The Florida case involves an experimental test of drug dogs. Samples of illegal drugs were concealed in a test locale and the dogs were used to detect them. As usual in these tests, the dogs did slightly better than chance, but when the data were examined, an interesting test artifact came to light. The hidden drug samples were marked with red cards so they could be retrieved when the test was completed. The red cards would not affect the dogs, which are color-blind. But the analysis revealed that all of the drug samples discovered by the dogs were marked by cards visible to the dogs’ handlers. Was this trial simply a sophisticated example of Hans the Counting Horse?
The role of the dog handlers in that study suggests the importance of administration and oversight in the application of science to law enforcement. Recent scandals have rocked the Harris County Probation Department in Houston and the Massachusetts State Crime Laboratory in Boston. In both of those cities laxness, carelessness, and possibly outright fraud have forced the prosecutors and courts to reject the results of tens of thousands of urine drug tests and at least hundreds, the actual number still being unknown, of convictions are now under review. Many, if not most of these will have to be set aside. Compared to dog searches, urine tests are very routine and controlled. They take place in supervised workspaces under the direct supervision of supervising officials. Dog searches occur in public spaces, not in police stations or laboratories. They are conducted by individual police officers without direct on-site supervision. If tightly managed routine urine tests can be as corrupted as the Houston and Boston stories reveal, then dog handlers acting without supervision or even more open to failed procedures.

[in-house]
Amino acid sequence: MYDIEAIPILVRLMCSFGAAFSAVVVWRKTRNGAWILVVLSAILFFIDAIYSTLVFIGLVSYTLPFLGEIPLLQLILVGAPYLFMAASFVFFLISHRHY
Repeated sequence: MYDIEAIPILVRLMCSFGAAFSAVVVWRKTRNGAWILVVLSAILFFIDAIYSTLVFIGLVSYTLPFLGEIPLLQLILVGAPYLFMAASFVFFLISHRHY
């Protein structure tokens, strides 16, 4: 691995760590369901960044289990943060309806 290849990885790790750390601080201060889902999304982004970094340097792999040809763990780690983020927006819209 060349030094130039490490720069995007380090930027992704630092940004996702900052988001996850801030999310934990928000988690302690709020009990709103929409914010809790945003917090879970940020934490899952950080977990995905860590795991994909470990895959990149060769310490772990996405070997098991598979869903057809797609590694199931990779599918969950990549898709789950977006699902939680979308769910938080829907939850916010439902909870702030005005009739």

Defense lawyers, line up your experts. Voters, hold your prosecutors and judges to account. It’s time to end the Havoc and releash the Dogs of Drug War.
Dirty Old Drug-Sniffin’ Dog
(Apologies to Johnny Cash)
Well he's not very friendly to look at
Oh he's shaggy and he roots like a hog
And he's always bustin' my stash house
That dirty old drug-sniffin' dog
I'm gonna stomp your head in the ground
If you don't stay out of my green house
You dirty old drug-sniffinin' hound
Now if he don't stop tearin' my plants up
Though I'm not a real bad guy
I'm gonna get my rifle and send him
To that great grow house in the sky
You're always hangin' around
But you'd better stay out of my stash house
You dirty old drug-sniffin' hound
[If anyone has a guitar and wants to unleash their inner Johnny Cash, I would love to have a recording of this little ditty.]